Join us in celebrating National Hispanic Heritage Month by reading one these amazing Latinx reads!
The Poet X by Elizabeth Acevedo
Magnificently crafted, Acevedo’s bildungsroman in verse is a stunning account of a teen girl’s path to poetry. Sophomore Xiomara Batista is simultaneously invisible and hyper visible at home, at school, and in her largely Dominican community in Harlem—her body is “unhide-able” she tells readers early on, and she bristles at how others project their desires, insecurities, failures, and patriarchal attitudes toward her. Though she is quick to battle and defend herself and her twin brother Xavier, Xiomara’s inner life sensitively grapples with these projections and the expectations of her strict, religious mother.
What If It's Us by Becky Albertalli & Adam Silvera
ARTHUR is only in New York for the summer, but if Broadway has taught him anything, it’s that the universe can deliver a showstopping romance when you least expect it.
BEN thinks the universe needs to mind its business. If the universe had his back, he wouldn’t be on his way to the post office carrying a box of his ex-boyfriend’s things.
But when Arthur and Ben meet-cute at the post office, what exactly does the universe have in store for them . . . ?
Maybe nothing. After all, they get separated.
Maybe everything. After all, they get reunited.
But what if they can’t nail a first date even after three do-overs?
What if Arthur tries too hard to make it work and Ben doesn’t try hard enough?
What if life really isn’t like a Broadway play?
But what if it is?
What if it’s us?
All the Stars Denied by Guadalupe Garcia McCall
A harrowing account of a lesser known episode in the United States' unseemly history of discriminatory immigration policies. Estrella del Toro is witnessing change all around her Monteseco, TX, community. Empty homes and classrooms denote the friends and neighbors being "repatriated," or deported en masse to Mexico during the 1930s, many of whom are American citizens and never lived in Mexico. The "mexicanos" who remain face bigotry from Anglo-owned businesses who refuse services and segregate sections of their town. Activism runs in Estrella's family, but after speaking out against the injustices, the authorities retaliate against the del Toro family, rounding them up, burning their ranch to the ground, and forcefully boarding them onto trains headed toward Mexico. Estrella, her mother, and toddler brother struggle to reunite with her father, navigating unjust policies and unfamiliar bureaucracies.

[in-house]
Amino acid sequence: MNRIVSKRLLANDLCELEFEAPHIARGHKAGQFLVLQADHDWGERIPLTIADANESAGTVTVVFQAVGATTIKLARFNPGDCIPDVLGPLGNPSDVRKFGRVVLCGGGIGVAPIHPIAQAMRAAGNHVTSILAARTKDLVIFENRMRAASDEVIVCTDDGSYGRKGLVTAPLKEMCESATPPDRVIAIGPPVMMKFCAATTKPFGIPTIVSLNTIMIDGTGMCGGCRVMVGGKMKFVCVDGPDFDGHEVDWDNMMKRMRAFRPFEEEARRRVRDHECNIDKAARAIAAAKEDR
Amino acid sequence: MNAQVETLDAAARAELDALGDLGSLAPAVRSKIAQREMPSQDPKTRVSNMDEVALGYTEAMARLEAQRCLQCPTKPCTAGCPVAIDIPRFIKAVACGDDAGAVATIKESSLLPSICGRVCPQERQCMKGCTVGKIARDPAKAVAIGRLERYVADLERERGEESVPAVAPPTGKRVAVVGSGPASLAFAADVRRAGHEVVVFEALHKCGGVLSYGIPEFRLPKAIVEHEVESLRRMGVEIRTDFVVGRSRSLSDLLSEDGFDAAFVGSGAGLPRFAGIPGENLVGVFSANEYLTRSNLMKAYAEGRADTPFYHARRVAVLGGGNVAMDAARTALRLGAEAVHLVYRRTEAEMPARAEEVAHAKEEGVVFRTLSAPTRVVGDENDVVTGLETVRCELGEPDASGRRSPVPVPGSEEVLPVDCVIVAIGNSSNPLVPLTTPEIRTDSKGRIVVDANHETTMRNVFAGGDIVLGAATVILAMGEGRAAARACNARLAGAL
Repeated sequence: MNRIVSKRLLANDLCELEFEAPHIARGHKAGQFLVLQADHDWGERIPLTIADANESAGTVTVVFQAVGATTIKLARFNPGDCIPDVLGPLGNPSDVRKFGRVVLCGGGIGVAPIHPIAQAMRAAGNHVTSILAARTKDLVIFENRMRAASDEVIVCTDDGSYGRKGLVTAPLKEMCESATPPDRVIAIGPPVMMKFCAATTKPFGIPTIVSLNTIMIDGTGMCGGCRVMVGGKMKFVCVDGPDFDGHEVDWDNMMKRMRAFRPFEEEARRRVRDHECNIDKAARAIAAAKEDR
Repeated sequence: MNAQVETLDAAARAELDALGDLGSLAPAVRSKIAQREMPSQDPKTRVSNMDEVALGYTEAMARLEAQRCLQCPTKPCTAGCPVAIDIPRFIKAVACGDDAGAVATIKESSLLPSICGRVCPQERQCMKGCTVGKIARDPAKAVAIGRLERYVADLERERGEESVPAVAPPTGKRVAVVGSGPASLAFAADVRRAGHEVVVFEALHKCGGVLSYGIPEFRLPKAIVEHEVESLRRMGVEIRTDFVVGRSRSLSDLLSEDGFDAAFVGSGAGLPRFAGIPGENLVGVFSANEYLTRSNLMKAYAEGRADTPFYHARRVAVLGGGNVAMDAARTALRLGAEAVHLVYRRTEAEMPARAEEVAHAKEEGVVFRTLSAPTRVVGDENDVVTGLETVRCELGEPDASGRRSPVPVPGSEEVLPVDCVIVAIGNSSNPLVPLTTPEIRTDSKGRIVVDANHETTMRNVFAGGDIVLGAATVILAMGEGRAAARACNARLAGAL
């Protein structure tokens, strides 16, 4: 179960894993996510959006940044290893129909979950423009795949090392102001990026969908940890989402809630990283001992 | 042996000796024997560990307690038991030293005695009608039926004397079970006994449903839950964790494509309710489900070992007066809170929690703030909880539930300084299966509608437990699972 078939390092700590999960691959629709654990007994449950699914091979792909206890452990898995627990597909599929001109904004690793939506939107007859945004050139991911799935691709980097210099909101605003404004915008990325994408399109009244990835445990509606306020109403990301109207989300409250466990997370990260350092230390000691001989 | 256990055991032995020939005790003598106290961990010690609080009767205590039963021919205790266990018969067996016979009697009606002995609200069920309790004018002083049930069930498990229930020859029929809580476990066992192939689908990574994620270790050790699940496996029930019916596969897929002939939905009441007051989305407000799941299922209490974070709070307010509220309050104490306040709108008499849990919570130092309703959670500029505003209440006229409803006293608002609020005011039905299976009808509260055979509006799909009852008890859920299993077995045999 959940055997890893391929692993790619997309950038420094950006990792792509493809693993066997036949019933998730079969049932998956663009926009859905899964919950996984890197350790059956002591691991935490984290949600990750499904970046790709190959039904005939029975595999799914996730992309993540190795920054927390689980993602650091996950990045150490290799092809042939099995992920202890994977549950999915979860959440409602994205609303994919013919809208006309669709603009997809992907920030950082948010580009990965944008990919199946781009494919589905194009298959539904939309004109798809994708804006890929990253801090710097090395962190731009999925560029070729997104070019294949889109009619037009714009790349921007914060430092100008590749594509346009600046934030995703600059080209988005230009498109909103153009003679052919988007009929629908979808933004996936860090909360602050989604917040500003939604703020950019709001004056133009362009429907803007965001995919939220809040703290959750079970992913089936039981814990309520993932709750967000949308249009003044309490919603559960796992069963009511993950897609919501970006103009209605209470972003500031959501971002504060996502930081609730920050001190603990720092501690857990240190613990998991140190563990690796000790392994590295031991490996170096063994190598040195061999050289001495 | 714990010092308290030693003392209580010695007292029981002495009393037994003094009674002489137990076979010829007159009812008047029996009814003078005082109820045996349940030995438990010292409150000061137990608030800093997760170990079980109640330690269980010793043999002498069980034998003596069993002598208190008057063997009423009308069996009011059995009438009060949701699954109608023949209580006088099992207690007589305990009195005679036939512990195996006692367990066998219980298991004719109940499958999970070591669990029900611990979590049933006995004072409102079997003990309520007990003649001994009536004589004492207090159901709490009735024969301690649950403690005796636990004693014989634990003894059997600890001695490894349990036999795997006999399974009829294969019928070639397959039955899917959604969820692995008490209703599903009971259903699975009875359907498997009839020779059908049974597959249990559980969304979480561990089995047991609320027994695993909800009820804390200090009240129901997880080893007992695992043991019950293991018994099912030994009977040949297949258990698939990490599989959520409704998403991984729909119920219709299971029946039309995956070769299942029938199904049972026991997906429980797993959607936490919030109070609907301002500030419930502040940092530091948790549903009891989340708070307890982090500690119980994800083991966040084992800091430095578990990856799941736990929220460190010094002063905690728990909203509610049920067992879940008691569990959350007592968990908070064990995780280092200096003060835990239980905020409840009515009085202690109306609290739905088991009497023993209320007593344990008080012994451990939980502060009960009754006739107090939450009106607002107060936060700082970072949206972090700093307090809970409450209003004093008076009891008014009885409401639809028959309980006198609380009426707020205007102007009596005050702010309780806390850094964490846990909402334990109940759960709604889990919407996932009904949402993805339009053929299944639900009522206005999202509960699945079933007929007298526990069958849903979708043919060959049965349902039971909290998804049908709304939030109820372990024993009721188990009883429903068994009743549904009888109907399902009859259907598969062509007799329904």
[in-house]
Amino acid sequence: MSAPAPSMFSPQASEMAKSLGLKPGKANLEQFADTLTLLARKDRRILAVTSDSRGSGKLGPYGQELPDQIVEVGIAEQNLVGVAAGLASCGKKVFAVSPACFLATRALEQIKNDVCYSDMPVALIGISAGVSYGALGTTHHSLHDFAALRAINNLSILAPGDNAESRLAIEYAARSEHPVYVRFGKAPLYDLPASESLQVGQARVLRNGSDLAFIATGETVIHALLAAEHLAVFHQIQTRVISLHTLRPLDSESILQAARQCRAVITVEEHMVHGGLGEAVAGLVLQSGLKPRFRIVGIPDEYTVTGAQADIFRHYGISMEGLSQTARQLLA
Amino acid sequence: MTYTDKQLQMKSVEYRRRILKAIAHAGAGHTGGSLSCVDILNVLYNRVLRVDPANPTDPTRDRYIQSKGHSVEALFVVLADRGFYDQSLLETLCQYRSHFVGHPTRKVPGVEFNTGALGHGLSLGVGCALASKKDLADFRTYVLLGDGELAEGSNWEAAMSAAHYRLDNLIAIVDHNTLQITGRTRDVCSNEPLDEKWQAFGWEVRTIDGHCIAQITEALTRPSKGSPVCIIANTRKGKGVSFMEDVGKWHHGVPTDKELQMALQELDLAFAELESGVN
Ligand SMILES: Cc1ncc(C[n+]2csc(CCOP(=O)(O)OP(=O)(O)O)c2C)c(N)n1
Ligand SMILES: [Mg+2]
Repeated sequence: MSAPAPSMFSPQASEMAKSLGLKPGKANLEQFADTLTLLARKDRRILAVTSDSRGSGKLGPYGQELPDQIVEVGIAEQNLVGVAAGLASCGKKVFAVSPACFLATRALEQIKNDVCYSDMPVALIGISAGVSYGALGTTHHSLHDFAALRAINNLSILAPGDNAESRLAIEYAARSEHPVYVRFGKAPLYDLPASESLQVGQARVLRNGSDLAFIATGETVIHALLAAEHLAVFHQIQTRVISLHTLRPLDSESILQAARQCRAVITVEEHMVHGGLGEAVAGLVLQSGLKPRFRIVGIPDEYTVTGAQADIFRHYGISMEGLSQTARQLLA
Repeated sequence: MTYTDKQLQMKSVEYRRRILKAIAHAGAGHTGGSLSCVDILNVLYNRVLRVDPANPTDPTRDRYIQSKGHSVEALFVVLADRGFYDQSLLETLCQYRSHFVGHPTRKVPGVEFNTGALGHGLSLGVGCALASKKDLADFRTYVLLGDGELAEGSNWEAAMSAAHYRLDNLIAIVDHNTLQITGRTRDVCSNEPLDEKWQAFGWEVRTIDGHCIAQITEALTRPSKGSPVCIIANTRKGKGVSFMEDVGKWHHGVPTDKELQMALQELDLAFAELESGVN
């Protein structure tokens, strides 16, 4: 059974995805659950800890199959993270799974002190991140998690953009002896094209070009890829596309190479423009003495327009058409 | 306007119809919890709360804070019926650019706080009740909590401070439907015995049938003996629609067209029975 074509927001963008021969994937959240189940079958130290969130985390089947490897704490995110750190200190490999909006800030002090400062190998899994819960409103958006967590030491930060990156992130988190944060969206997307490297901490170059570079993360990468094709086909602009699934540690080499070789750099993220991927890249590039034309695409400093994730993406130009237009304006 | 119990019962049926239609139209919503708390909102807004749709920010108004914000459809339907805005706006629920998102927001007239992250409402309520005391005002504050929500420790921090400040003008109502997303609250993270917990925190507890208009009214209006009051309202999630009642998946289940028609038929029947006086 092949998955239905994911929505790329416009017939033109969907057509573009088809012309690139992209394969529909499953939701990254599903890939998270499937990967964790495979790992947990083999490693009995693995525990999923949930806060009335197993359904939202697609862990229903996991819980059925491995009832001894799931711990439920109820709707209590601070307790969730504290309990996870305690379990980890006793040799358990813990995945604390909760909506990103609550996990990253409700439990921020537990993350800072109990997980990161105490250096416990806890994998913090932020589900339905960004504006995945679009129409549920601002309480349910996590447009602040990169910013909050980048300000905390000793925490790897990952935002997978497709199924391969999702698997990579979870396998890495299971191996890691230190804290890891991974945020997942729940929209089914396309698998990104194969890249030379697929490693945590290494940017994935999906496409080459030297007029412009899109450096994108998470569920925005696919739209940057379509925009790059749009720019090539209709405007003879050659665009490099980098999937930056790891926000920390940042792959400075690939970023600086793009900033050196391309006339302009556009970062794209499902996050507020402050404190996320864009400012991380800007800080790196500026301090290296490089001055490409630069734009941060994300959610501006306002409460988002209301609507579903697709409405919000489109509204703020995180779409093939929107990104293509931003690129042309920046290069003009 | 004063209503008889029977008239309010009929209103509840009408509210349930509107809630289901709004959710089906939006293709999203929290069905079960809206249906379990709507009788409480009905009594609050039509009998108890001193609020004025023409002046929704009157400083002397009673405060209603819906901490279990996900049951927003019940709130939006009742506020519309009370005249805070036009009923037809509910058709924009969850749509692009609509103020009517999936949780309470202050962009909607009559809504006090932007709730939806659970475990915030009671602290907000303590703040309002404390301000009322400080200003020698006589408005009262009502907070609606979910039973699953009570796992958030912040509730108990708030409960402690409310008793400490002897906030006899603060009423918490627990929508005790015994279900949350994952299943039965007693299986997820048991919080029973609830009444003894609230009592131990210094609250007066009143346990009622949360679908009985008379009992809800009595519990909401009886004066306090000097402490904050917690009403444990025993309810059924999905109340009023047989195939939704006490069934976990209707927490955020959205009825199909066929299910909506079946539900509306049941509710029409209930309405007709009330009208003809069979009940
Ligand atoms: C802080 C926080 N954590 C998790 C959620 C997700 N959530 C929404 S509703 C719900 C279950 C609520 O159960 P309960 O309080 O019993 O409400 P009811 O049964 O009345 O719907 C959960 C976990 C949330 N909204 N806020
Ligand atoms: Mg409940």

Pride by Ibi Zoboi
This Bushwick-set, contemporary retelling of Jane Austen’s Pride and Prejudice tackles gentrification, Blackness, and romance with honesty, humor, and heart. Afro-Latina Zuri Benitez is proud of her Dominican and Haitian heritage, close-knit family, and bustling block. However, the teen knows that the renovation of the abandoned house across the street into a mansion portends a gentrifying trend that she’s not quite ready for. It also ushers in the arrival of the wealthy Darcy brothers—Ainsley, the charming and friendly college boy who is possibly striking up a romance with Janae, Zuri’s college freshman sister; and Darius, the too-cool-for-school younger brother, who is as handsome as he is snooty. Zoboi follows her novel American Street with this send-up of Austen’s classic, an insightful commentary on socioeconomic class, changing neighborhoods, and the pressures of growing up and falling in love as a second-generation immigrant.
Cool Salsa by Lori Marie Carlson
Growing up Latino in America means speaking two languages, living two lives, learning the rules of two cultures. Cool Salsa celebrates the tones, rhythms, sounds, and experiences of that double life. Here are poems about families and parties, insults and sad memories, hot dogs and mangos, the sweet syllables of Spanish and the snag-toothed traps of English. Here is the glory―and pain―of being Latino American.